Proving the Business Case for the Internet of Things

Huawei and Nowi bring energy harvesting to NB-IoT

Steve Rogerson
June 27, 2019



Huawei has combined its NB-IoT device SoC with Dutch semiconductor firm Nowi’s energy harvesting PMIC for IoT applications requiring low power autonomous operation.
 
Energy harvesting is used to power the NB-IoT SoC indefinitely through a PMIC (power management IC) and attached solar panel. This removes the need for manual intervention such as changing batteries or cabling to supply power in applications that need zero maintenance and zero power supply.
 
The combination uses a Huawei Boudica V150 development board that enables plug and play of various sensors and peripherals alongside the integrated V150 NB-IoT SoC and battery charging circuitry based on Nowi’s NW-A2.3 PMIC energy harvesting device.
 
Power has proven to be a bottleneck in the adoption of many IoT applications, with battery maintenance or power cabling reducing the RoI of an IoT system significantly. Battery life in many use-cases is shorter than the application life, thus requiring maintenance during system usage and thereby increasing IoT total cost of ownership. IoT nodes are typically distributed in remote or difficult to access areas, making cables impossible and changing batteries even more expensive.
 
“Huawei is dedicated to achieving a fully connected, intelligent world and, as a pioneer in low power wireless chip technology, we see energy harvesting as a key component in achieving ubiquitous connectivity for our customers,” said Charles Sturman, senior director at Huawei Technologies. “We are, therefore excited to be working with Nowi in this area.”
 
Nowi, a private semiconductor company based in the Netherlands, has pioneered energy harvesting technology that enables capturing of ambient energy sources such as light, temperature gradients or radio frequency, with high efficiency. It has achieved this while lowering the PCB assembly footprint by 30 times and removing the need for many external components such as inductors. As a result, its energy harvesting technology can both power and fit into virtually any small IoT device, or even in RF modems directly, and thereby enables these devices to become plug and forget.
 
“The Boudica V150 NB-IoT SoC is a market leading IoT communications device integrating modem, radio, power management, application subsystem and dedicated security core in a single chip,” said Simon van der Jagt, CEO of Nowi. “With only a few required external components, it enables low system cost and is able to support all of the global NB-IoT frequencies while operating direct-from-battery with ultra-low current draw. As such, it is the ideal device to be paired with our breakthrough energy harvesting technology to achieve power autonomy without sacrificing functionality.”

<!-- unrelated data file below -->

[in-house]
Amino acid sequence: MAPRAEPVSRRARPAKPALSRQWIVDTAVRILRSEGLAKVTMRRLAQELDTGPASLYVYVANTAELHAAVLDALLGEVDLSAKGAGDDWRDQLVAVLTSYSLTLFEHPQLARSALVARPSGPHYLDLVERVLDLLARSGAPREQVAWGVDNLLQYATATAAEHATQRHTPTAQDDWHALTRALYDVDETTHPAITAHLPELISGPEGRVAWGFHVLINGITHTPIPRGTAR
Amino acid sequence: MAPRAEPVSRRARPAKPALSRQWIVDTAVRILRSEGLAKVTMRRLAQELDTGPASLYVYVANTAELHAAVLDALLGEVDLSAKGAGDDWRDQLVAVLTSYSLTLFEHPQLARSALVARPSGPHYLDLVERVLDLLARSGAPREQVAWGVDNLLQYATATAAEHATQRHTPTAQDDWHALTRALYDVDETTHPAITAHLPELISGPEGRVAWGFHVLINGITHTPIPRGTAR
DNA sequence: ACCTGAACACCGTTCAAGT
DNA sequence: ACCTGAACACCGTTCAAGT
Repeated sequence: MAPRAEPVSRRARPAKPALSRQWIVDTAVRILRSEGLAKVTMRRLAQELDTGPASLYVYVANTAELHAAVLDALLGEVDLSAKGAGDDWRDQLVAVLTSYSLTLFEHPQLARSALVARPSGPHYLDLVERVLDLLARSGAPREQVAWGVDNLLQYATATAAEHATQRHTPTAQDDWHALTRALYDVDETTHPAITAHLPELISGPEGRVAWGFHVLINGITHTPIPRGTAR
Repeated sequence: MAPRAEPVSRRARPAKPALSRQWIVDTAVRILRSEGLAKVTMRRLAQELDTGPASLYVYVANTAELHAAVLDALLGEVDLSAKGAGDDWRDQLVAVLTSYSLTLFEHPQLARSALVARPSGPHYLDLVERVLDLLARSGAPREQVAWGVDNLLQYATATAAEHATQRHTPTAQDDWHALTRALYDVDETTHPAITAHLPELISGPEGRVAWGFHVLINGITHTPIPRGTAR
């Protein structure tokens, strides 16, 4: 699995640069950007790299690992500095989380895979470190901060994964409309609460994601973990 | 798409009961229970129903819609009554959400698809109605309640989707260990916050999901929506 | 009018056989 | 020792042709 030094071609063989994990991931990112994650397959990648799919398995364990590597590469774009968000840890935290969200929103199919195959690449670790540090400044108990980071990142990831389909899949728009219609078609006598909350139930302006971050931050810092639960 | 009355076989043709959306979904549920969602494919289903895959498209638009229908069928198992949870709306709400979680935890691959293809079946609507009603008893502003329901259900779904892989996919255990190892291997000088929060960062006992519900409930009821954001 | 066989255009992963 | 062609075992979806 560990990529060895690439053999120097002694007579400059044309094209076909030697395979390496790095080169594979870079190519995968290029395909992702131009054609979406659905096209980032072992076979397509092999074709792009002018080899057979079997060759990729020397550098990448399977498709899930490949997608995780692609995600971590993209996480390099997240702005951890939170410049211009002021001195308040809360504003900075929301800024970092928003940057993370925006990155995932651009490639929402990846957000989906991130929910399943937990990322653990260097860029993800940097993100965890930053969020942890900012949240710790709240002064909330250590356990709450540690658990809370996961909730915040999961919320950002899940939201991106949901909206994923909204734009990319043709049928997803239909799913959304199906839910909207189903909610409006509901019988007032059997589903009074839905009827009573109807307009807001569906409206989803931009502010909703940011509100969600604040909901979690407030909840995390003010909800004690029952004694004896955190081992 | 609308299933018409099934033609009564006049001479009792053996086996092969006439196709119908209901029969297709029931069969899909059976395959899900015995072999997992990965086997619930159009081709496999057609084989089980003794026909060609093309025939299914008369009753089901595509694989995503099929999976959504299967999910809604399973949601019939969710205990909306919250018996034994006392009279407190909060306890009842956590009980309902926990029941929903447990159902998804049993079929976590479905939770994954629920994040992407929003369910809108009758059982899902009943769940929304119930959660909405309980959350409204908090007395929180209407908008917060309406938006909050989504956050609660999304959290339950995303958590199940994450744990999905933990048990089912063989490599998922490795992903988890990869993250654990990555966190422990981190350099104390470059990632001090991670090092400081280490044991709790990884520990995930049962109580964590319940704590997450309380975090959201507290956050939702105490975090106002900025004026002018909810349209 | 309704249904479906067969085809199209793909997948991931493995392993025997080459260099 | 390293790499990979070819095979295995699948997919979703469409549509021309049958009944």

The low-power design of the V150 chip together with the energy harvesting efficiency of the Nowi PMIC, he said, made it possible to harvest sufficient energy for frequent NB-IoT transmissions, allowing autonomous connectivity for up to 15 years.
 
Possible applications include smart cities, where devices can be placed spread over large areas, making maintenance costly if not impossible. The bulk of smart city business cases require energy harvesting to be viable. Also, IoT nodes can be used for tracking and monitoring in various industrial applications. The devices are often placed in dangerous or difficult to reach places, making any form of maintenance problematic.
 
The technology also suits wearable devices for health purposes that require the devices to have a high degree of autonomy. NB-IoT and energy harvesting make it possible for the user to have connectivity without a smartphone in close proximity and without having to remember to charge the device frequently.
 
Nowi, based in Delft, Netherlands, was founded in 2015.